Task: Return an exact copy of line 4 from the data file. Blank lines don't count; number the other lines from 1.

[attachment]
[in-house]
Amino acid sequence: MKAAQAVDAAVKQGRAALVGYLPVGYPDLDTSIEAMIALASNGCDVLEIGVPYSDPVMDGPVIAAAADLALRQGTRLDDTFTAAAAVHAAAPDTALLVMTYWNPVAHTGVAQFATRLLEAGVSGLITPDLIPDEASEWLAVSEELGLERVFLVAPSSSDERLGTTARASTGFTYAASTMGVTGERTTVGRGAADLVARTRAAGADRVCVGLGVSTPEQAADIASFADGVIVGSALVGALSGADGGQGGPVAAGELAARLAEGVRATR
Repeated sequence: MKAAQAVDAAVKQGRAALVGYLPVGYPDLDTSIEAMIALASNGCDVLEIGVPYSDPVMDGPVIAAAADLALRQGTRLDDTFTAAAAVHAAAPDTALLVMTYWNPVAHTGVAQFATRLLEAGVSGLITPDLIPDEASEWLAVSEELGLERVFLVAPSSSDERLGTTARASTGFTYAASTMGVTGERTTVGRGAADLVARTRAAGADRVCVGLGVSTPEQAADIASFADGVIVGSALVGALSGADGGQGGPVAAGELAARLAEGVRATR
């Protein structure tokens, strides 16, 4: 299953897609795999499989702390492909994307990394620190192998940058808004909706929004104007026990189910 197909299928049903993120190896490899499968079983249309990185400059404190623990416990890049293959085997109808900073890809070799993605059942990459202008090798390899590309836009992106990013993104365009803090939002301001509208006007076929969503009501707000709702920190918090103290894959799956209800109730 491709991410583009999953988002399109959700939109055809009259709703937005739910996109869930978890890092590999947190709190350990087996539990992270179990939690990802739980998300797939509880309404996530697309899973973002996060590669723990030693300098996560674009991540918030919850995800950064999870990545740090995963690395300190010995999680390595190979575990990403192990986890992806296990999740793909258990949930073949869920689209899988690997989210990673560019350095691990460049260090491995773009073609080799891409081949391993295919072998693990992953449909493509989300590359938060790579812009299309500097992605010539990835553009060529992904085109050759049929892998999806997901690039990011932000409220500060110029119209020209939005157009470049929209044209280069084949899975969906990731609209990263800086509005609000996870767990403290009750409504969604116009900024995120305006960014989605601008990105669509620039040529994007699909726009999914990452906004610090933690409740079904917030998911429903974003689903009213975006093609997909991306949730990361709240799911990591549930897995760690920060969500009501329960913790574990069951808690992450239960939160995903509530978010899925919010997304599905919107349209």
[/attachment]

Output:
């Protein structure tokens, strides 16, 4: 299953897609795999499989702390492909994307990394620190192998940058808004909706929004104007026990189910 197909299928049903993120190896490899499968079983249309990185400059404190623990416990890049293959085997109808900073890809070799993605059942990459202008090798390899590309836009992106990013993104365009803090939002301001509208006007076929969503009501707000709702920190918090103290894959799956209800109730 491709991410583009999953988002399109959700939109055809009259709703937005739910996109869930978890890092590999947190709190350990087996539990992270179990939690990802739980998300797939509880309404996530697309899973973002996060590669723990030693300098996560674009991540918030919850995800950064999870990545740090995963690395300190010995999680390595190979575990990403192990986890992806296990999740793909258990949930073949869920689209899988690997989210990673560019350095691990460049260090491995773009073609080799891409081949391993295919072998693990992953449909493509989300590359938060790579812009299309500097992605010539990835553009060529992904085109050759049929892998999806997901690039990011932000409220500060110029119209020209939005157009470049929209044209280069084949899975969906990731609209990263800086509005609000996870767990403290009750409504969604116009900024995120305006960014989605601008990105669509620039040529994007699909726009999914990452906004610090933690409740079904917030998911429903974003689903009213975006093609997909991306949730990361709240799911990591549930897995760690920060969500009501329960913790574990069951808690992450239960939160995903509530978010899925919010997304599905919107349209």